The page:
Next Article in Journal
Music as Environment: An Ecological and Biosemiotic Approach
Previous Article in Journal
Network of Spaces and Interaction-Related Behaviors in Adult Intensive Care Units
Font Type:
Arial Georgia Verdana
Font Size:
Aa Aa Aa
Line Spacing:
Column Width:
Concept Paper

Assessing Treatment-Resistant Posttraumatic Stress Disorder: The Emory Treatment Resistance Interview for PTSD (E-TRIP)

Department of Psychiatry and Behavioral Sciences, Emory University School of Medicine, 12 Executive Park Drive, 3rd Floor, Atlanta, GA 30329, USA
Department of Psychology, Drexel University, 3141 Chestnut Street, Philadelphia, PA 19104, USA
Rollins School of Public Health, Emory University, 1518 Clifton Road, Atlanta, GA 30322, USA
Author to whom correspondence should be addressed.
These authors contributed equally to this work.
Behav. Sci. 2014, 4(4), 511-527;
Submission received: 22 August 2014 / Revised: 9 November 2014 / Accepted: 24 November 2014 / Published: 8 December 2014


Patients with posttraumatic stress disorder (PTSD) who fail to respond to established treatments are at risk for chronic disability and distress. Although treatment-resistant PTSD (TR-PTSD) is a common clinical problem, there is currently no standard method for evaluating previous treatment outcomes. Development of a tool that could quantify the degree of resistance to previously provided treatments would inform research in patients with PTSD. We conducted a systematic review of PTSD treatment trials to identify medication and psychotherapy interventions proven to be efficacious for PTSD. We then developed a semi-structured clinician interview called the Emory Treatment Resistance Interview for PTSD (E-TRIP). The E-TRIP includes clinician-administered questions to assess the adequacy and benefit derived from past treatment trials. For each adequately delivered treatment to which the patient failed to respond, a score is assigned depending on the strength of evidence supporting the treatment’s efficacy. The E-TRIP provides a comprehensive assessment of prior PTSD treatments that should prove valuable for researchers studying TR-PTSD and evaluating the efficacy of new treatments for patients with PTSD. The E-TRIP is not intended to guide treatment; rather, the tool quantifies the level of treatment resistance in patients with PTSD in order to standardize TR-PTSD in the research domain.

1. Introduction

Several evidence-based psychotherapies and medications are available to treat posttraumatic stress disorder (PTSD). However, many patients do not respond to these treatments, placing them at risk for developing a chronic course of illness and poor long-term outcomes [1].
Despite the clinical significance of treatment resistant PTSD (TR-PTSD), there is currently no standard tool to identify patients as treatment resistant, and there is no agreement on what level of prior treatment should constitute TR-PTSD [2]. While there are several published guidelines to help clinicians make treatment choices for patients with PTSD, each guideline differentially weights certain aspects of study design and outcomes when reviewing clinical trials, which has resulted in substantial variability about treatment efficacy across guidelines [3]. The lack of agreement about treatment efficacy presents a challenge for developing a measure of TR-PTSD because defining treatment resistance requires a single standard for efficacy. Moreover, the guidelines were intended to help guide treatment decisions for patients with PTSD, rather than quantify the level of treatment resistance. Thus, there is a need for a TR-PTSD measure that could be incorporated into clinical research to characterize patients’ previous treatment outcomes.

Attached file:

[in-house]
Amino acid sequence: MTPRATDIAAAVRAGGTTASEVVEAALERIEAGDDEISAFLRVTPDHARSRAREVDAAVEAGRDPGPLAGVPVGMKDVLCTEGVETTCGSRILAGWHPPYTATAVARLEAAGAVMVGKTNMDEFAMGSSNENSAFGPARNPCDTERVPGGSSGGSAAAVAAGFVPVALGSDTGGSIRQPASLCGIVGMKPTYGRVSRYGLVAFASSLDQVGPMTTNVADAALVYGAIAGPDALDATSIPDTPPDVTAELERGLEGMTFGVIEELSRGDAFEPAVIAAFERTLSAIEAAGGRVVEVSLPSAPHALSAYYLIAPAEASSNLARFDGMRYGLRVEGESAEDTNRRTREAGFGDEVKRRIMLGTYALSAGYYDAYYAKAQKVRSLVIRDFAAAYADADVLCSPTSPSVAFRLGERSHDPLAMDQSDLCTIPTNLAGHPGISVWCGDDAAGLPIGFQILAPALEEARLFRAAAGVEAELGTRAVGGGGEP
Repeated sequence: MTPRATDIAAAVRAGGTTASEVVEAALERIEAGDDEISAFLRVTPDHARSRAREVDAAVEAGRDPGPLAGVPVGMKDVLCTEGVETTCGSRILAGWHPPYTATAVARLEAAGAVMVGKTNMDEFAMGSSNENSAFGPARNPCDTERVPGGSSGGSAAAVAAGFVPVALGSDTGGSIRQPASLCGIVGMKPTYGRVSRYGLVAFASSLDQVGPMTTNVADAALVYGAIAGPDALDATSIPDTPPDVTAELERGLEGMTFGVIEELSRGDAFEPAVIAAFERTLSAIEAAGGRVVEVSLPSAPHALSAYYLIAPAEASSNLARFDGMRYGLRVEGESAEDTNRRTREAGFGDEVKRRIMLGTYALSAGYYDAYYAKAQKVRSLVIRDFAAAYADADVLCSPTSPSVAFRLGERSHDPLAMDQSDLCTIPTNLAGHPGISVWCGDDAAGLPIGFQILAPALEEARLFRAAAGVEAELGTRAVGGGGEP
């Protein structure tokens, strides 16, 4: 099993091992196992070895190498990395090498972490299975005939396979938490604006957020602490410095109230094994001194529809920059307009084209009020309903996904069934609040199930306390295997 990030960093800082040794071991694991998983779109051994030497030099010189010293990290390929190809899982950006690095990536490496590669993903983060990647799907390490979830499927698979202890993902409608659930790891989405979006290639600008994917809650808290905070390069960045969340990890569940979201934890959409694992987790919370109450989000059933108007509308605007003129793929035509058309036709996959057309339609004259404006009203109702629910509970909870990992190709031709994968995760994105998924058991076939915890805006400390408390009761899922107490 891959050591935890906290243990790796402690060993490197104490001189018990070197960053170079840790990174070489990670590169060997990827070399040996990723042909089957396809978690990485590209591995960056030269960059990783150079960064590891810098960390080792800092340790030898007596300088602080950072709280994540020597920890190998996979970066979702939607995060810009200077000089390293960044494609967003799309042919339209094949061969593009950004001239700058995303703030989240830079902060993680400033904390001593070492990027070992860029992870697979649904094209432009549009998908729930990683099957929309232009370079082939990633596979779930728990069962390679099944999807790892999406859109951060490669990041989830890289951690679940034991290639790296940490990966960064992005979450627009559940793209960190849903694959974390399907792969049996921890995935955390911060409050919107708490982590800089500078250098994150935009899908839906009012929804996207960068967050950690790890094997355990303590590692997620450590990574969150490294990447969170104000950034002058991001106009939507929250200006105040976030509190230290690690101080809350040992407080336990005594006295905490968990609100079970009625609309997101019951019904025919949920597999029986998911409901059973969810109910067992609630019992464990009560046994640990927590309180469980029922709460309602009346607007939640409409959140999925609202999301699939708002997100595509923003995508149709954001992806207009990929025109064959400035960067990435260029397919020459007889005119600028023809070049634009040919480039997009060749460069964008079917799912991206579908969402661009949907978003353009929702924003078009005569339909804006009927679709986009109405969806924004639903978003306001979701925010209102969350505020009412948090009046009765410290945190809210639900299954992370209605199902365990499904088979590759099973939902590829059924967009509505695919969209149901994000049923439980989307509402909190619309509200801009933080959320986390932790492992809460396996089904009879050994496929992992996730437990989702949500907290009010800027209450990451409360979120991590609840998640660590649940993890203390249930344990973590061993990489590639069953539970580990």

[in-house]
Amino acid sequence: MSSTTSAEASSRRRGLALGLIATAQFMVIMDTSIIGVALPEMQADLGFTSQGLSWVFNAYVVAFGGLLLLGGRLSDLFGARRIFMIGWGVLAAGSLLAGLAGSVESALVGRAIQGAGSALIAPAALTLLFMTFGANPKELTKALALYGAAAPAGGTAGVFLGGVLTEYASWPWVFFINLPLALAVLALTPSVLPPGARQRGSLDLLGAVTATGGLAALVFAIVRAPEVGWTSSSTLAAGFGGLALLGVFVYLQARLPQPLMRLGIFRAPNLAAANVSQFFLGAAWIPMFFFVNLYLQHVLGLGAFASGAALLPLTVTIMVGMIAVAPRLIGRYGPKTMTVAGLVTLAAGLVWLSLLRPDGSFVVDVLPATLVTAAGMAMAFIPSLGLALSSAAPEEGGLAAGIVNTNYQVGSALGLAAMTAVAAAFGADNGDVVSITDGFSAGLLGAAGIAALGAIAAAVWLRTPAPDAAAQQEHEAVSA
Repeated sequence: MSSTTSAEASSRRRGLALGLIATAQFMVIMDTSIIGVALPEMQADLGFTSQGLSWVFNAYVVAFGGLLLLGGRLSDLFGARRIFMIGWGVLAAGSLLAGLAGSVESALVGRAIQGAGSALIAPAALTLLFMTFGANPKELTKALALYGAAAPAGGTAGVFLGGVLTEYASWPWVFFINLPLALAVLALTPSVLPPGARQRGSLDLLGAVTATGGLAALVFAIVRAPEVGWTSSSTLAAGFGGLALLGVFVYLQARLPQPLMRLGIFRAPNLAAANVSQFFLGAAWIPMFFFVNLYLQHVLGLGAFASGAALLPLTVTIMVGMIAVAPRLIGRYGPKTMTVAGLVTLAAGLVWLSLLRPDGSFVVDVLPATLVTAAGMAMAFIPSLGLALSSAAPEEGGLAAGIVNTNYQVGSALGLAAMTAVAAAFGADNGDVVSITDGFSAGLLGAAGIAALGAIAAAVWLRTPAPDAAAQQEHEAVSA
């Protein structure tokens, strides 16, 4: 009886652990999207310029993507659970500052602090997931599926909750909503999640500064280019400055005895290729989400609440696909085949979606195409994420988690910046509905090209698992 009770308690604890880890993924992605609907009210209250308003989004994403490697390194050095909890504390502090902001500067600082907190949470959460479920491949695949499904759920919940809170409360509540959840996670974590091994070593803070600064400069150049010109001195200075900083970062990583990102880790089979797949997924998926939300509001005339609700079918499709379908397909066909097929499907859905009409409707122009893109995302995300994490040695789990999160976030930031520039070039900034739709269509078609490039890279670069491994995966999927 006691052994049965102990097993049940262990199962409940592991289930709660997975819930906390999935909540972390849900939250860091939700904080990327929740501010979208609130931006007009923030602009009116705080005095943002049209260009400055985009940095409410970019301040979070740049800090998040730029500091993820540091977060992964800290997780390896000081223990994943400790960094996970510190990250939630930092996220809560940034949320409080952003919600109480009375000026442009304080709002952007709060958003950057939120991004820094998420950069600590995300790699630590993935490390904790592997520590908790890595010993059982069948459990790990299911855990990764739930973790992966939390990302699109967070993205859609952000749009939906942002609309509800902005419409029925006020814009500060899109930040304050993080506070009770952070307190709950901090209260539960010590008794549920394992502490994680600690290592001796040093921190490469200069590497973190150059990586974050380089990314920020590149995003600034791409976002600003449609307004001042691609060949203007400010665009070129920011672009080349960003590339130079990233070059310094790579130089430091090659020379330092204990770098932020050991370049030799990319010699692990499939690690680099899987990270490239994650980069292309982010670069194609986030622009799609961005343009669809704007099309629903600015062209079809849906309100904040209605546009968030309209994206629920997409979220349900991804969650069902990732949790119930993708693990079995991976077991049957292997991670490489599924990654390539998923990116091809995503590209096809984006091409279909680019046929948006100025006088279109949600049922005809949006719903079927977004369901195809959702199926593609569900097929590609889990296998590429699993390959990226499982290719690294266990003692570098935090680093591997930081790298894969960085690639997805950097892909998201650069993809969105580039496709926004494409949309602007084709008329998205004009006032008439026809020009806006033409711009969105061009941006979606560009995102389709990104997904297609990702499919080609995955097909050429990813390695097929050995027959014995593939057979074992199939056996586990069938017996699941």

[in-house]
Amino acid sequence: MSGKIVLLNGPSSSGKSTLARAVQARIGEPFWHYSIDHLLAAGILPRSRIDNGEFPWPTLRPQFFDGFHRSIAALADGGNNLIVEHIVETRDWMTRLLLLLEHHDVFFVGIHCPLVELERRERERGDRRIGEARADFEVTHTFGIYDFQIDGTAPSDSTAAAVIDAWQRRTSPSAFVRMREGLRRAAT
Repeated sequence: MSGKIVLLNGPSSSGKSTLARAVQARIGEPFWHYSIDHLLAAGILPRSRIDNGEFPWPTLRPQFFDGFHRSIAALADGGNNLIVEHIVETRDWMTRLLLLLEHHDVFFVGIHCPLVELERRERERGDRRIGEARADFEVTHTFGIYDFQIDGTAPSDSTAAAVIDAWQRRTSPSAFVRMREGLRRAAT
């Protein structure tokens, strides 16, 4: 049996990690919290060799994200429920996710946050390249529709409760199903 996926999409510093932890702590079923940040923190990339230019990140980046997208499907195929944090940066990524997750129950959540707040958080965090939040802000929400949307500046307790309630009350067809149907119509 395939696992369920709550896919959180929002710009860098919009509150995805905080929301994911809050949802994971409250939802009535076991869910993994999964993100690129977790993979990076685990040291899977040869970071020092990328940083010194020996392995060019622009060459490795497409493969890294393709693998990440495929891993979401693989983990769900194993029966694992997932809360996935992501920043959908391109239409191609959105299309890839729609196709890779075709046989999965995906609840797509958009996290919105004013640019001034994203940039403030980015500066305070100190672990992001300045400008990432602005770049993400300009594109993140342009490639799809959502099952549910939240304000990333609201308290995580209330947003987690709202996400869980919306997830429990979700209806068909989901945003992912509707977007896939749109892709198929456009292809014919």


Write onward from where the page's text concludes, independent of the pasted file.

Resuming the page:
We conducted a systematic review of the evidence to determine which treatments have sufficient evidence of efficacy to warrant inclusion in a measure of TR-PTSD. Herein, we describe the development of the Emory Treatment Resistance Interview for PTSD (E-TRIP), a semi-structured interview designed to quantify TR-PTSD.

2. Methods

2.1. Systematic Review

We conducted a systematic review of the literature by searching titles for the words “PTSD” and its variants (“posttraumatic stress disorder”, “post traumatic stress disorder”, and “post-traumatic stress disorder”) and “treatment” or “randomized trial” or “randomized study” into comprehensive databases (PsycInfo, PubMed, and PILOTS) through 15 December 2013. We included studies designed to treat patients with PTSD and other comorbid disorders (e.g., substance abuse) or designed to decrease sleep-related symptoms of PTSD if they analyzed overall PTSD symptom change. In order to locate studies that did not return in our database searches, we also examined studies reviewed in Effective Treatments for PTSD: Practice Guidelines from the ISTSS [4].